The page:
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Universal, Warner to Leave iTunes' Party Shuffle?

October 26, 2007 11:13 AM ET

There might be a few defecting record labels on iTunes' horizon. After Universal Music Group's exclusive contract with Apple's digital-music service ran out earlier this year, UMG proposed a month-to-month contract that allowed the label to entertain offers from other music services. At year's end, according to the Washington Post, Warner Music Group may consider a similar contract. It's the latest move by the industry to tip the balance of power between themselves and Steve Jobs. Apple has had the upper-hand thus far, setting a price limit on MP3s and videos that some labels believe is under market value.

Considering that up to 20 percent of music revenue comes from digital sales, in the wake of declining CD sales, labels are eager to gain leverage to get Jobs to eliminate his price limit. That leverage, besides the elimination of exclusivity, is the iPodization of TV shows. NBC (a partner company of Universal) and iTunes are in the midst of a price war, which will likely result in banishment of all NBC/USA/Bravo shows when the contract ends December 1st. Can UMG be far behind? We know there are a fistful of competitors eager to fight for iTunes' throne. Or will Apple finally yield to industry requests to raise prices?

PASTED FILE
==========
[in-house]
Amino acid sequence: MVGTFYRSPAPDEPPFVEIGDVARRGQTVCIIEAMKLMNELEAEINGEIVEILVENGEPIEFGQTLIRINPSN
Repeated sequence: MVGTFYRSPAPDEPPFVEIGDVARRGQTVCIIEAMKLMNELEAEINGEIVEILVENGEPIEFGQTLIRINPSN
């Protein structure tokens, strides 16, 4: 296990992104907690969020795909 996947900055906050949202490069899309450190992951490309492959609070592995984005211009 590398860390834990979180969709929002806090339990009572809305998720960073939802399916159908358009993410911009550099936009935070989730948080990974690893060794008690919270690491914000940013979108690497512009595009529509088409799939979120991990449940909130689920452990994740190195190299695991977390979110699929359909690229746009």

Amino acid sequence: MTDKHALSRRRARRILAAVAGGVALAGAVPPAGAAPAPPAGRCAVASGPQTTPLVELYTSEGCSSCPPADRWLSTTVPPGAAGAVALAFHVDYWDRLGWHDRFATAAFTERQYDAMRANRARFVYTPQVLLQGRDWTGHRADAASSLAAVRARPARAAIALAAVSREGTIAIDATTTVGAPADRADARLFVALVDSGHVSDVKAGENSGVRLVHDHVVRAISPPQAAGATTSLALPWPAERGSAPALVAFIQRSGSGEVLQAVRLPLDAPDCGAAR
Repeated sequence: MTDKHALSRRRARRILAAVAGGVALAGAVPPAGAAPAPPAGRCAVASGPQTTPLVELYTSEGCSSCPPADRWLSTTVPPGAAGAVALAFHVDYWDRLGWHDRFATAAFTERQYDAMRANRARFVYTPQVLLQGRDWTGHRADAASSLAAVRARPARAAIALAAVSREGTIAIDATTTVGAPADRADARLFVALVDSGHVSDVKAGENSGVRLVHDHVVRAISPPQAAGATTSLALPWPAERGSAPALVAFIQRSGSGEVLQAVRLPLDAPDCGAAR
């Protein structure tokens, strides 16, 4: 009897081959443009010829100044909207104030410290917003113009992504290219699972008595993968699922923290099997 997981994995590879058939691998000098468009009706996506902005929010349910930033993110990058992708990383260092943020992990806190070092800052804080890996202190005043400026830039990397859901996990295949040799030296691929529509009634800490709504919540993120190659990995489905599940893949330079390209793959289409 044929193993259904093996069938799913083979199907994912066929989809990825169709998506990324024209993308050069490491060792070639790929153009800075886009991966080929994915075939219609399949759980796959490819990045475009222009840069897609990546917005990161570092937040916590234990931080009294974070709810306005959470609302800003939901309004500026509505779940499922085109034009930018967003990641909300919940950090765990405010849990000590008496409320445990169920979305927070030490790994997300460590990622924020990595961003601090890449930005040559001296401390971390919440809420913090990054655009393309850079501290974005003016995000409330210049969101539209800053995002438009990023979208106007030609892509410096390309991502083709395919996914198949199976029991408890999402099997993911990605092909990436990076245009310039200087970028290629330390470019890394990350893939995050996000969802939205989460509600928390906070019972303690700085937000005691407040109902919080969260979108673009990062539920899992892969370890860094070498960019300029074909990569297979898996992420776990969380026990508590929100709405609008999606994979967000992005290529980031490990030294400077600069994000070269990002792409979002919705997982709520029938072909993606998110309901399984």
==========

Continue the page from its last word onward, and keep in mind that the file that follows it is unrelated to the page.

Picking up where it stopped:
Related Stories:
World's Largest Record Label Threatens to Bolt From iTunes
Eureka! Labels Finally Discover They Can Sell Music On The Internet
iTunes Challengers Wal-Mart, MTV, Rhapsody Line Up for Large-Scale Assault

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Song Stories

“Nightshift”

The Commodores | 1984

The year after soul legends Marvin Gaye and Jackie Wilson died, songwriter Dennis Lambert asked members of the Commodores to give him a tape of ideas. "And the one from Walter Orange has this wonderful bass line," said co-writer Franne Golde. "Plus the lyric, 'Marvin, he was a friend of mine' ... Within 10 minutes, we had decided it should be something like a modern R&B version of 'Rock 'n' Roll Heaven,' and I just said, 'Nightshift.'" This tribute to the recently deceased musicians was the band's only hit without Lionel Richie, who had left for a solo career.

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